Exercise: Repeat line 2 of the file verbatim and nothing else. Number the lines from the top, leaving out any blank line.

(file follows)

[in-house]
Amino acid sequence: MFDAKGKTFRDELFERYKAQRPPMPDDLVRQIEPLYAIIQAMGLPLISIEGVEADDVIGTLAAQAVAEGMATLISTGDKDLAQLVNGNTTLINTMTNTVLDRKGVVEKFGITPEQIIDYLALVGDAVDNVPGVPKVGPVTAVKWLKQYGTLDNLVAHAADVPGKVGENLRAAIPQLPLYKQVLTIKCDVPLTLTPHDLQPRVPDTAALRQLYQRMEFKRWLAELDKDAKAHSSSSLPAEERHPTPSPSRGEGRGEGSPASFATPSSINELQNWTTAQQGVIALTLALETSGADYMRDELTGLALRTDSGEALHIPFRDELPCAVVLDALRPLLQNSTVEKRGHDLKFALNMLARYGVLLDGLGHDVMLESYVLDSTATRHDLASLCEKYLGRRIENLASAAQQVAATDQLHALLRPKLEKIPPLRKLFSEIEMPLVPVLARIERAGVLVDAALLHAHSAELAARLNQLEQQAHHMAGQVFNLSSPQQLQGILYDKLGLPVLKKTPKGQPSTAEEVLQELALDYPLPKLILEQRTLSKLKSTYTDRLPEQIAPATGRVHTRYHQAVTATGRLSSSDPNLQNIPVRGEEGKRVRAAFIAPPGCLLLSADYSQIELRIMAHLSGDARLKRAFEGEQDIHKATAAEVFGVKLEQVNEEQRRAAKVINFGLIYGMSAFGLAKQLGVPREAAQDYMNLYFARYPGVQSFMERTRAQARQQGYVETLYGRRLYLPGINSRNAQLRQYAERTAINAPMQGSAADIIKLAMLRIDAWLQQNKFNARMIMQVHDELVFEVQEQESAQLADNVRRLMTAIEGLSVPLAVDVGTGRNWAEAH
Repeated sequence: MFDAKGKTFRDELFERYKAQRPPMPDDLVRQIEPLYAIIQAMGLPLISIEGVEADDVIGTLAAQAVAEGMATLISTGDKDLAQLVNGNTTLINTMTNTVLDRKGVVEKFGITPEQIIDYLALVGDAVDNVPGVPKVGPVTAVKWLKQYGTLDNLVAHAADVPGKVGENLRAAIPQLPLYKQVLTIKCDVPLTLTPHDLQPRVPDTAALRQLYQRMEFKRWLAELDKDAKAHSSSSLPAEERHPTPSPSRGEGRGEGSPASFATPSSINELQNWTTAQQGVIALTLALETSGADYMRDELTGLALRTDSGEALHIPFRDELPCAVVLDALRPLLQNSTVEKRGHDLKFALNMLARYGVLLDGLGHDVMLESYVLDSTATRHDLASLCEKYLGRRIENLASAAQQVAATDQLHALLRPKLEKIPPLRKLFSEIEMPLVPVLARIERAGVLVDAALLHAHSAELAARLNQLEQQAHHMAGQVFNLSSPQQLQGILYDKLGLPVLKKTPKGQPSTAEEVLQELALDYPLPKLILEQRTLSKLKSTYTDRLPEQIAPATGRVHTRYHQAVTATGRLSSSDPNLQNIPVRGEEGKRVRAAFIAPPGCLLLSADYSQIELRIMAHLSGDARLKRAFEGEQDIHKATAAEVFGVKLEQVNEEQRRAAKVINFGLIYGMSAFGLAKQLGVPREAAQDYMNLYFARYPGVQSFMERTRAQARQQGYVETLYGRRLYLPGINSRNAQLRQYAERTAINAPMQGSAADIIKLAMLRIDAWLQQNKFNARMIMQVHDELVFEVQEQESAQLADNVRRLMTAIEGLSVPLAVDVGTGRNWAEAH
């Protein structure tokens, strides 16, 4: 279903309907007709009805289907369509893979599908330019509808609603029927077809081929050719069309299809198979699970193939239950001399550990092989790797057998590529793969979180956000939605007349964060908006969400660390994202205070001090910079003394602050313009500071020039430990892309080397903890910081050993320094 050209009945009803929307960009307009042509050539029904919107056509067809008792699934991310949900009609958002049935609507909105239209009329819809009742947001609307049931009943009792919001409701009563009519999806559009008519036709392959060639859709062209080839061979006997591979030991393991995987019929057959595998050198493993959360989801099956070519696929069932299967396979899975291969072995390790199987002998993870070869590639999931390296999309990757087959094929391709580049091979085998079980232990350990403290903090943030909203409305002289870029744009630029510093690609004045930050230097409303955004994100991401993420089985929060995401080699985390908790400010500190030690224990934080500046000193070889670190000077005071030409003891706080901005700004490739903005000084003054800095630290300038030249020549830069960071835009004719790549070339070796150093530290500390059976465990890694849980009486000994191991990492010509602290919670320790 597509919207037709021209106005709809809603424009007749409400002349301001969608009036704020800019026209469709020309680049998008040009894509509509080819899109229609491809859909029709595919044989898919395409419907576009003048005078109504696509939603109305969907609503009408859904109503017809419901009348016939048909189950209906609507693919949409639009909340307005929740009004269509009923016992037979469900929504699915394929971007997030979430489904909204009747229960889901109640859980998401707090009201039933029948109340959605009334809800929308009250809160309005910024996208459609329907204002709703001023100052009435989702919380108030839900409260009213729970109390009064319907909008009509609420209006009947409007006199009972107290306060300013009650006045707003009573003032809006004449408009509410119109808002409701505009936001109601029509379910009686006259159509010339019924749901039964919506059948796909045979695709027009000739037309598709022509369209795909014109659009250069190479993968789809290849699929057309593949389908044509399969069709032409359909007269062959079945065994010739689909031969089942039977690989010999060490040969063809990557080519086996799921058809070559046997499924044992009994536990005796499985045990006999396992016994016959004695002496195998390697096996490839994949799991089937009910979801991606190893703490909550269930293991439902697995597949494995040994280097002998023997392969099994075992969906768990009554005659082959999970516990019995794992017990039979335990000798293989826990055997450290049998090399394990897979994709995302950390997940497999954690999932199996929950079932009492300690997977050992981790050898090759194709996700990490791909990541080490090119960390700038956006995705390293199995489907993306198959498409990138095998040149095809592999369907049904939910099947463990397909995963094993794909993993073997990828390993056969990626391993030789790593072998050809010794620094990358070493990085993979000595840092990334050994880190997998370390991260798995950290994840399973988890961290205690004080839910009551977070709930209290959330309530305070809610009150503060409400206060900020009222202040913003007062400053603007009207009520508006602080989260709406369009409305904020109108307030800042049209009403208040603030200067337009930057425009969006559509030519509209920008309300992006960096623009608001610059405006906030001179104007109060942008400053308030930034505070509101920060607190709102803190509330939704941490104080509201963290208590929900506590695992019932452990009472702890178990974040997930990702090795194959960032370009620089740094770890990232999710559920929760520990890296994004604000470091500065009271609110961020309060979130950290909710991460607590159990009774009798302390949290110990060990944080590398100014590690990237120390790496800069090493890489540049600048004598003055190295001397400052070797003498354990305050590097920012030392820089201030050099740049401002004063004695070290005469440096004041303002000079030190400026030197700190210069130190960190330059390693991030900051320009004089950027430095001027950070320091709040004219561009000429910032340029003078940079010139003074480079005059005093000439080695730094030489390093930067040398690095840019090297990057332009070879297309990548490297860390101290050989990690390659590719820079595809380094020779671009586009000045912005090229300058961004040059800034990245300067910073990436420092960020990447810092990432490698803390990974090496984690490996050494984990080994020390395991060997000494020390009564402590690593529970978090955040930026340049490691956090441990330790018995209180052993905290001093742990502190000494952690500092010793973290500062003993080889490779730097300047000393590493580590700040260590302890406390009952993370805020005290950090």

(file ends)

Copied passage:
Amino acid sequence: MFDAKGKTFRDELFERYKAQRPPMPDDLVRQIEPLYAIIQAMGLPLISIEGVEADDVIGTLAAQAVAEGMATLISTGDKDLAQLVNGNTTLINTMTNTVLDRKGVVEKFGITPEQIIDYLALVGDAVDNVPGVPKVGPVTAVKWLKQYGTLDNLVAHAADVPGKVGENLRAAIPQLPLYKQVLTIKCDVPLTLTPHDLQPRVPDTAALRQLYQRMEFKRWLAELDKDAKAHSSSSLPAEERHPTPSPSRGEGRGEGSPASFATPSSINELQNWTTAQQGVIALTLALETSGADYMRDELTGLALRTDSGEALHIPFRDELPCAVVLDALRPLLQNSTVEKRGHDLKFALNMLARYGVLLDGLGHDVMLESYVLDSTATRHDLASLCEKYLGRRIENLASAAQQVAATDQLHALLRPKLEKIPPLRKLFSEIEMPLVPVLARIERAGVLVDAALLHAHSAELAARLNQLEQQAHHMAGQVFNLSSPQQLQGILYDKLGLPVLKKTPKGQPSTAEEVLQELALDYPLPKLILEQRTLSKLKSTYTDRLPEQIAPATGRVHTRYHQAVTATGRLSSSDPNLQNIPVRGEEGKRVRAAFIAPPGCLLLSADYSQIELRIMAHLSGDARLKRAFEGEQDIHKATAAEVFGVKLEQVNEEQRRAAKVINFGLIYGMSAFGLAKQLGVPREAAQDYMNLYFARYPGVQSFMERTRAQARQQGYVETLYGRRLYLPGINSRNAQLRQYAERTAINAPMQGSAADIIKLAMLRIDAWLQQNKFNARMIMQVHDELVFEVQEQESAQLADNVRRLMTAIEGLSVPLAVDVGTGRNWAEAH